Saturday, December 31, 2011

Happy 2012!

2011 was a great year, and thank you all for being with me through it! This year saw me moving into a new school, getting to work with some great people and organizations on presentations, and being invited to develop new apps with Barbara Fernandes and Smarty Ears! A big WOW of a year overall.

In 2012 I am looking forward to the above endeavors, in addition to regular content here on SpeechTechie.  I am thinking of a month or two on animation, in all its forms, and other Web 2.0 creation tools. Of course, I have a lot of apps I want to tell you about too!

I finally figured out how to find the most popular posts on my blog using Google Analytics, so here are the top 10 of 2011:

10. License Plate Generator
9. Welcome to Glogster EDU Week!
8. Seriously Silly Speech Therapy with Silly Bandz (Guest post by my pal Janelle Albrecht)
7. My Garden
6. Fake iPhone Text
5. When a Free App is not Worth it
4. Noddy Fun Time
3. Speech Buddies- Innovative Technology for Articulation
2. Use Flickr to Find Interesting Stimulus Pictures
1. Apps Worth Paying For

Interesting selection! It sort of cracks me up when what I think of as kind of a throwaway post like the one on Noddy Fun Time ends up with a large amount of hits.  I was proud to have guest posts by creative professionals like Janelle, Meghan Graham and Diana Richardson this year, as well as using themes such as Glogster. And of course we had the launches of Therapy App 411 and Essential Tech Skills 4 SLPs, which we will continue to tend to in the New Year. More of that to come!

I wish you all the happiest and healthiest of New Years! None of this world-ending business, either. ;-)

Friday, December 23, 2011

Language Builder and Assessment Options

I recently had several evaluations in which the students had variable ability to engage in traditional standardized assessments. Specifically, the often quite useful CELF-4 Formulated Sentences subtest, in which the student is asked to produce a sentence to correspond with a presented picture using a target word, put these particular kids at a dead-end of silence and "I don't know"s. The subtest features a series of colorful pictures designed to serve as contexts for target words that increase in abstraction and complexity (e.g. always, because, until), and though I had never really analyzed it before, I realized that it involved even more advanced aspects: perspective taking and self-talk.  For example, the "practice" picture in which the examiner asks the child to use the word when depicts a cafeteria scene in which all sorts of things are going on: kids sitting at a table, a child ordering food, another throwing out the contents of a tray. On-target responses could include anything from:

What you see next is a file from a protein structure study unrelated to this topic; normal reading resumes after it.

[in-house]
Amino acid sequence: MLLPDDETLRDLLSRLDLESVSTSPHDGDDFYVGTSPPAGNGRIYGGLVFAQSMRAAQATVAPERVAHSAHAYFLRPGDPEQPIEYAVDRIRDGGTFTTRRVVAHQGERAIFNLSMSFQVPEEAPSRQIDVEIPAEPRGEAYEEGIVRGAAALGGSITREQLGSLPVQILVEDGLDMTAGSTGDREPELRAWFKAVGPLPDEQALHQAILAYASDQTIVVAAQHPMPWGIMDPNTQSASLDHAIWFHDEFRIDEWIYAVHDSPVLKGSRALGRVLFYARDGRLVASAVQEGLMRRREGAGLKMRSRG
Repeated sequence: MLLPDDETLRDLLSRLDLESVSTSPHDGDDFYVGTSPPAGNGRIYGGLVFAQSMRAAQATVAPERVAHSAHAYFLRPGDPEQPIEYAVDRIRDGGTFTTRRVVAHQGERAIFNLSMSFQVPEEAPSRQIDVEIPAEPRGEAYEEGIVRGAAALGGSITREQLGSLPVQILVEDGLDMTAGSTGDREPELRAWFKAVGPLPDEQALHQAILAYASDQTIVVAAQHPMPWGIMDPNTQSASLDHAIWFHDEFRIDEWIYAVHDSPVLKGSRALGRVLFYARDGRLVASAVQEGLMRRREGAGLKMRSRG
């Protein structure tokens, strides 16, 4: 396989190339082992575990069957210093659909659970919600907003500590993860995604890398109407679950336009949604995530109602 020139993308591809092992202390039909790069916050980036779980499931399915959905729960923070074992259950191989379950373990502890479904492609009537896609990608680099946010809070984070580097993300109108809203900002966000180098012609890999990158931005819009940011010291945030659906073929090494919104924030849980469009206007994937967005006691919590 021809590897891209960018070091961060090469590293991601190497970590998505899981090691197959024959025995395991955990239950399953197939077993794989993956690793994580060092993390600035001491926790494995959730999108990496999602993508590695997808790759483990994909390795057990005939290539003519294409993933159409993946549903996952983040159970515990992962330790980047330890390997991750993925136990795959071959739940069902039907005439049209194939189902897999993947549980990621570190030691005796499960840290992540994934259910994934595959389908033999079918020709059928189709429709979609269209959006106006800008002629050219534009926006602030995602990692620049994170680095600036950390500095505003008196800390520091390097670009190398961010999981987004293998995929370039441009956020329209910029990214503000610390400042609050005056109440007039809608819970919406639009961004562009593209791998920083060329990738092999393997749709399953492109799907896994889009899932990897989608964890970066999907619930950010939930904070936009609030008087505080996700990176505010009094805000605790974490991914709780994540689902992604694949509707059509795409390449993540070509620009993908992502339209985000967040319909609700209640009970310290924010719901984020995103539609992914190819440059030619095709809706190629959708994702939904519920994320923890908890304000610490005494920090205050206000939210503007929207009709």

When is lunch?

to the more complex

When I finish my lunch, I throw away my tray.

In either case, and in most of the items, the child is asked in some sense to put themselves in the scene to be a voice within the picture.  Some kids, of course, struggle to do that, and as my students exhibited a level of frustration and anxiety that prompted me to discontinue this subtest after a few items, I was left with the need to quantify their syntactic abilities (and, oh well, no Core Language Score).  Language sampling was on the agenda, of course, but both kids were very engaged by the iPad, so I found myself turning to Mobile Education Store's Language Builder ($7.99, iPad only).



Language Builder is an open-ended tool within this app studio's line of apps in which audio can be recorded to match picture and language prompts.  Or, in this case, I used the most open-ended option in the app, simply asking my students to "Make a sentence about the picture." In both cases, it was an enjoyable and engaging experience for the child, and gave me key information about their sentence formulation abilities, along with transcribable (or demonstrable for parents) audio samples in response to the pictures.  Language Builder has different levels of "hints" that prompt various language structures, and could of course be used for all those kids that complete Formulated Sentences and don't do so well with it. I actually have also been using it in conjunction with the excellent Conversations with Conjunctions program (Catherine Harkins May, Pro-Ed), which involves the use of ASL signs for conjunctions in order to provide a visual and kinesthetic cue. Overall, it's a great go-to app to address the difficult-to-assess (and treat) area of complex sentence development!

Tuesday, December 20, 2011

Blog Awareness Month: Zite Personalized Magazine

All month I have been singing the praises of blogs as a route to professional development and therapy planning, and I am ending with a bit of a twist- Zite Personalized Magazine (Free, iPad only for now) an app that allows you to subscribe not to blogs but to topics. Select topics of interest and Zite will pull in posts from various news sources (including blogs) that correspond with your selections.  Here's my Zite home page: